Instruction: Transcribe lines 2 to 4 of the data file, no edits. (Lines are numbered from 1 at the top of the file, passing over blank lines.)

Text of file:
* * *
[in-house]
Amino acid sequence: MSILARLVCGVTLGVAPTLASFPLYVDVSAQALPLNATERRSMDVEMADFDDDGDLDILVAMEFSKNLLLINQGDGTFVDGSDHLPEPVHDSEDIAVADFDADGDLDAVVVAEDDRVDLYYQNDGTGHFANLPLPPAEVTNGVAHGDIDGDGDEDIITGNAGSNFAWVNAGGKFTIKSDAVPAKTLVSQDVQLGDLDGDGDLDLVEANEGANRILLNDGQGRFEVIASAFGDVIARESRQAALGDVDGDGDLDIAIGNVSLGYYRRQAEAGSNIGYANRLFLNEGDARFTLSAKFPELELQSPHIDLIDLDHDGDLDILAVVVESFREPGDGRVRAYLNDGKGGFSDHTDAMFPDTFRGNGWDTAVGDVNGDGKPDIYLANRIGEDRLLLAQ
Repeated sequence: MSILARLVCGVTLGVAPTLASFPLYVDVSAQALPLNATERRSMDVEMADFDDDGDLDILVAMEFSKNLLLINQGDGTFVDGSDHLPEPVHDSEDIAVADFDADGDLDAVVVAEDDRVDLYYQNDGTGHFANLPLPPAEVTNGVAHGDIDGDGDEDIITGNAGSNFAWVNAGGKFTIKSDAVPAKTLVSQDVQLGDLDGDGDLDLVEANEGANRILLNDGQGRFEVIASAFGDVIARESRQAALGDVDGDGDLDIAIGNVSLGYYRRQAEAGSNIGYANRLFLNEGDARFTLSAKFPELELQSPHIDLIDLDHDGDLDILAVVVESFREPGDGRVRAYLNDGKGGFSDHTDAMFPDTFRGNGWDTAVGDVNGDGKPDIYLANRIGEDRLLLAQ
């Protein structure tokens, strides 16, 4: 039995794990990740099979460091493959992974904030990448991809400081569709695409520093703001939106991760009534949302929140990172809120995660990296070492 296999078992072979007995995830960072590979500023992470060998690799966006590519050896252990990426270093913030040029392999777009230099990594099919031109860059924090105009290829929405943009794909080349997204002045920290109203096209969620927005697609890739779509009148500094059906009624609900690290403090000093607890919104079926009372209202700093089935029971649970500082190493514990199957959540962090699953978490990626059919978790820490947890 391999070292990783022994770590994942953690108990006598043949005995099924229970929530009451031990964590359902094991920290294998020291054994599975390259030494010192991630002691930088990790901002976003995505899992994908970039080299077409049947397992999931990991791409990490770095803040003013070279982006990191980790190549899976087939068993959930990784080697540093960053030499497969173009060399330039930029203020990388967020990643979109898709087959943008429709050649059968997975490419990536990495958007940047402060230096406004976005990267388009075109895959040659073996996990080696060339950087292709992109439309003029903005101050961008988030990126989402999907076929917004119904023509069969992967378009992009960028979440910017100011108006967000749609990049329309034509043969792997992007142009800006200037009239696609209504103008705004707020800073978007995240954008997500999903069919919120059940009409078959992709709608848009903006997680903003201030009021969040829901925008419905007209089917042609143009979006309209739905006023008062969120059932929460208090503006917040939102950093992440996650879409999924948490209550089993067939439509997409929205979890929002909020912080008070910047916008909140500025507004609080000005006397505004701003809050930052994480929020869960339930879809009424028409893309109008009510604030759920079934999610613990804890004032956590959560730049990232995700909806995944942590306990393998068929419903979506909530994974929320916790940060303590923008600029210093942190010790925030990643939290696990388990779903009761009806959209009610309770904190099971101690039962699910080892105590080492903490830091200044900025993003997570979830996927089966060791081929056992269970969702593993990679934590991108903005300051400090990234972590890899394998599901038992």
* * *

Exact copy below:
Amino acid sequence: MSILARLVCGVTLGVAPTLASFPLYVDVSAQALPLNATERRSMDVEMADFDDDGDLDILVAMEFSKNLLLINQGDGTFVDGSDHLPEPVHDSEDIAVADFDADGDLDAVVVAEDDRVDLYYQNDGTGHFANLPLPPAEVTNGVAHGDIDGDGDEDIITGNAGSNFAWVNAGGKFTIKSDAVPAKTLVSQDVQLGDLDGDGDLDLVEANEGANRILLNDGQGRFEVIASAFGDVIARESRQAALGDVDGDGDLDIAIGNVSLGYYRRQAEAGSNIGYANRLFLNEGDARFTLSAKFPELELQSPHIDLIDLDHDGDLDILAVVVESFREPGDGRVRAYLNDGKGGFSDHTDAMFPDTFRGNGWDTAVGDVNGDGKPDIYLANRIGEDRLLLAQ
Repeated sequence: MSILARLVCGVTLGVAPTLASFPLYVDVSAQALPLNATERRSMDVEMADFDDDGDLDILVAMEFSKNLLLINQGDGTFVDGSDHLPEPVHDSEDIAVADFDADGDLDAVVVAEDDRVDLYYQNDGTGHFANLPLPPAEVTNGVAHGDIDGDGDEDIITGNAGSNFAWVNAGGKFTIKSDAVPAKTLVSQDVQLGDLDGDGDLDLVEANEGANRILLNDGQGRFEVIASAFGDVIARESRQAALGDVDGDGDLDIAIGNVSLGYYRRQAEAGSNIGYANRLFLNEGDARFTLSAKFPELELQSPHIDLIDLDHDGDLDILAVVVESFREPGDGRVRAYLNDGKGGFSDHTDAMFPDTFRGNGWDTAVGDVNGDGKPDIYLANRIGEDRLLLAQ
């Protein structure tokens, strides 16, 4: 039995794990990740099979460091493959992974904030990448991809400081569709695409520093703001939106991760009534949302929140990172809120995660990296070492 296999078992072979007995995830960072590979500023992470060998690799966006590519050896252990990426270093913030040029392999777009230099990594099919031109860059924090105009290829929405943009794909080349997204002045920290109203096209969620927005697609890739779509009148500094059906009624609900690290403090000093607890919104079926009372209202700093089935029971649970500082190493514990199957959540962090699953978490990626059919978790820490947890 391999070292990783022994770590994942953690108990006598043949005995099924229970929530009451031990964590359902094991920290294998020291054994599975390259030494010192991630002691930088990790901002976003995505899992994908970039080299077409049947397992999931990991791409990490770095803040003013070279982006990191980790190549899976087939068993959930990784080697540093960053030499497969173009060399330039930029203020990388967020990643979109898709087959943008429709050649059968997975490419990536990495958007940047402060230096406004976005990267388009075109895959040659073996996990080696060339950087292709992109439309003029903005101050961008988030990126989402999907076929917004119904023509069969992967378009992009960028979440910017100011108006967000749609990049329309034509043969792997992007142009800006200037009239696609209504103008705004707020800073978007995240954008997500999903069919919120059940009409078959992709709608848009903006997680903003201030009021969040829901925008419905007209089917042609143009979006309209739905006023008062969120059932929460208090503006917040939102950093992440996650879409999924948490209550089993067939439509997409929205979890929002909020912080008070910047916008909140500025507004609080000005006397505004701003809050930052994480929020869960339930879809009424028409893309109008009510604030759920079934999610613990804890004032956590959560730049990232995700909806995944942590306990393998068929419903979506909530994974929320916790940060303590923008600029210093942190010790925030990643939290696990388990779903009761009806959209009610309770904190099971101690039962699910080892105590080492903490830091200044900025993003997570979830996927089966060791081929056992269970969702593993990679934590991108903005300051400090990234972590890899394998599901038992």